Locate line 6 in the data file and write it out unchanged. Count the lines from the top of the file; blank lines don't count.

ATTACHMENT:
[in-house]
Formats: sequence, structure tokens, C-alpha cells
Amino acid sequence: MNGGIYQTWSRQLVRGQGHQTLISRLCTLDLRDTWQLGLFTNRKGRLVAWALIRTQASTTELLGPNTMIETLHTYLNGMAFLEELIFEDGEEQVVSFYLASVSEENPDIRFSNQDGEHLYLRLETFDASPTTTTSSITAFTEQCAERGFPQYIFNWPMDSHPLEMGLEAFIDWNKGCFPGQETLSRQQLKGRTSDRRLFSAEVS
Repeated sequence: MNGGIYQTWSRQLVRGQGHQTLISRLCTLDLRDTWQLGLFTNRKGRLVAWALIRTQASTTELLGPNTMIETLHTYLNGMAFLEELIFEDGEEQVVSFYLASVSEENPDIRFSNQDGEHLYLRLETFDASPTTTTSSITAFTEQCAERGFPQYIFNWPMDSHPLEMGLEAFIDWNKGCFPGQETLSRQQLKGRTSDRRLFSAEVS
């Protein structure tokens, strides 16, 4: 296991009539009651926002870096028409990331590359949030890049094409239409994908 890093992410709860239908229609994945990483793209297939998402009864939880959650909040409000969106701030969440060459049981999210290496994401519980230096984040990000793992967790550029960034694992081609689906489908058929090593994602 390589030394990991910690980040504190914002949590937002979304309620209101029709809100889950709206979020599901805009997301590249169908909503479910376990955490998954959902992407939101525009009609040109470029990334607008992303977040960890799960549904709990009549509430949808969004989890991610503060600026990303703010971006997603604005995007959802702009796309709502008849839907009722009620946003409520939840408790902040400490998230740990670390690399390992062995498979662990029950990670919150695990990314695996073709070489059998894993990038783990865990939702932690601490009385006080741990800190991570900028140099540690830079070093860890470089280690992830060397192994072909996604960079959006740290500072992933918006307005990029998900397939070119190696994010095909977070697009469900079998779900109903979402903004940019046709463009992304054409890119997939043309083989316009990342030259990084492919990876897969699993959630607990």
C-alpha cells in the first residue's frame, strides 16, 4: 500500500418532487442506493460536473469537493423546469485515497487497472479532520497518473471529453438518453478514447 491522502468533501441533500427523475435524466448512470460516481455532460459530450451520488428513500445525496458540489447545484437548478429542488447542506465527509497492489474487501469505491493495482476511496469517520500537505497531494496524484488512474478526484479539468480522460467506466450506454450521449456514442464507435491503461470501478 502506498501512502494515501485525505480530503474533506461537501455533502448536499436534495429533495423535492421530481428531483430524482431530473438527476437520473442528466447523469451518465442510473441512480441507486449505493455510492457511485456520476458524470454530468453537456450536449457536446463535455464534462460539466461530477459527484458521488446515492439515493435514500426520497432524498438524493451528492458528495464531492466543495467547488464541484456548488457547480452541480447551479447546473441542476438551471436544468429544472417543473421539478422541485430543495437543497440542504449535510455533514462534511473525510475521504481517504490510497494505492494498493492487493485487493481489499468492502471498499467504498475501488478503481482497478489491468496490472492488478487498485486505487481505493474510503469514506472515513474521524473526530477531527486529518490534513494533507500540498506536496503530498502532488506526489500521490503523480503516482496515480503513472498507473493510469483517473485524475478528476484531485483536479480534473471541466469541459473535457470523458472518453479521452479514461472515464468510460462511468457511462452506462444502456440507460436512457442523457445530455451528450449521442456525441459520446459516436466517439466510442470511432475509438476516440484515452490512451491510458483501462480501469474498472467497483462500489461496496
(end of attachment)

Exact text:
C-alpha cells in the first residue's frame, strides 16, 4: 500500500418532487442506493460536473469537493423546469485515497487497472479532520497518473471529453438518453478514447 491522502468533501441533500427523475435524466448512470460516481455532460459530450451520488428513500445525496458540489447545484437548478429542488447542506465527509497492489474487501469505491493495482476511496469517520500537505497531494496524484488512474478526484479539468480522460467506466450506454450521449456514442464507435491503461470501478 502506498501512502494515501485525505480530503474533506461537501455533502448536499436534495429533495423535492421530481428531483430524482431530473438527476437520473442528466447523469451518465442510473441512480441507486449505493455510492457511485456520476458524470454530468453537456450536449457536446463535455464534462460539466461530477459527484458521488446515492439515493435514500426520497432524498438524493451528492458528495464531492466543495467547488464541484456548488457547480452541480447551479447546473441542476438551471436544468429544472417543473421539478422541485430543495437543497440542504449535510455533514462534511473525510475521504481517504490510497494505492494498493492487493485487493481489499468492502471498499467504498475501488478503481482497478489491468496490472492488478487498485486505487481505493474510503469514506472515513474521524473526530477531527486529518490534513494533507500540498506536496503530498502532488506526489500521490503523480503516482496515480503513472498507473493510469483517473485524475478528476484531485483536479480534473471541466469541459473535457470523458472518453479521452479514461472515464468510460462511468457511462452506462444502456440507460436512457442523457445530455451528450449521442456525441459520446459516436466517439466510442470511432475509438476516440484515452490512451491510458483501462480501469474498472467497483462500489461496496